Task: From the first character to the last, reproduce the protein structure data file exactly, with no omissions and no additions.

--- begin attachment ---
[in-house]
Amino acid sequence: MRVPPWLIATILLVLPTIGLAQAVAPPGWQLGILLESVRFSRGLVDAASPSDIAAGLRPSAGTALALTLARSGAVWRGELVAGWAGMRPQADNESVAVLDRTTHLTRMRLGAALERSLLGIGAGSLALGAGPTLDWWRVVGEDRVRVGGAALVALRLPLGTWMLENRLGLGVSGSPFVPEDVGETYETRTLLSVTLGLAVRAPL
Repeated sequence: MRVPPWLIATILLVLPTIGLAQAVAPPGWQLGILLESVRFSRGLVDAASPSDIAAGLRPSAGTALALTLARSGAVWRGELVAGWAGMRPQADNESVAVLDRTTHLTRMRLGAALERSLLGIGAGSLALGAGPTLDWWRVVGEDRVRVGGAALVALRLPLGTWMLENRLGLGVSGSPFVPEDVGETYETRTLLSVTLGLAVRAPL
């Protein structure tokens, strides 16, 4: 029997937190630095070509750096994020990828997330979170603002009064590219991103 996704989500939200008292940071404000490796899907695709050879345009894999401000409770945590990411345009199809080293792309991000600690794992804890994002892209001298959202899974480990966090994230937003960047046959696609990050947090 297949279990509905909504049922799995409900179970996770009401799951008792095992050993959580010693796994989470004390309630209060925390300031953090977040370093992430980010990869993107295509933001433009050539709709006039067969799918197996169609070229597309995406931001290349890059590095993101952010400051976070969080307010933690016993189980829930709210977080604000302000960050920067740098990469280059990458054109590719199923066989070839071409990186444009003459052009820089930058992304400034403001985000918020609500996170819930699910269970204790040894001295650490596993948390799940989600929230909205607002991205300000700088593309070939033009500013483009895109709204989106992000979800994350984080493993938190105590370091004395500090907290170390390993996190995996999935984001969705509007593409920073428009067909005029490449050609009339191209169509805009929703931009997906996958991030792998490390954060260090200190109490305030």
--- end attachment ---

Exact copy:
[in-house]
Amino acid sequence: MRVPPWLIATILLVLPTIGLAQAVAPPGWQLGILLESVRFSRGLVDAASPSDIAAGLRPSAGTALALTLARSGAVWRGELVAGWAGMRPQADNESVAVLDRTTHLTRMRLGAALERSLLGIGAGSLALGAGPTLDWWRVVGEDRVRVGGAALVALRLPLGTWMLENRLGLGVSGSPFVPEDVGETYETRTLLSVTLGLAVRAPL
Repeated sequence: MRVPPWLIATILLVLPTIGLAQAVAPPGWQLGILLESVRFSRGLVDAASPSDIAAGLRPSAGTALALTLARSGAVWRGELVAGWAGMRPQADNESVAVLDRTTHLTRMRLGAALERSLLGIGAGSLALGAGPTLDWWRVVGEDRVRVGGAALVALRLPLGTWMLENRLGLGVSGSPFVPEDVGETYETRTLLSVTLGLAVRAPL
């Protein structure tokens, strides 16, 4: 029997937190630095070509750096994020990828997330979170603002009064590219991103 996704989500939200008292940071404000490796899907695709050879345009894999401000409770945590990411345009199809080293792309991000600690794992804890994002892209001298959202899974480990966090994230937003960047046959696609990050947090 297949279990509905909504049922799995409900179970996770009401799951008792095992050993959580010693796994989470004390309630209060925390300031953090977040370093992430980010990869993107295509933001433009050539709709006039067969799918197996169609070229597309995406931001290349890059590095993101952010400051976070969080307010933690016993189980829930709210977080604000302000960050920067740098990469280059990458054109590719199923066989070839071409990186444009003459052009820089930058992304400034403001985000918020609500996170819930699910269970204790040894001295650490596993948390799940989600929230909205607002991205300000700088593309070939033009500013483009895109709204989106992000979800994350984080493993938190105590370091004395500090907290170390390993996190995996999935984001969705509007593409920073428009067909005029490449050609009339191209169509805009929703931009997906996958991030792998490390954060260090200190109490305030």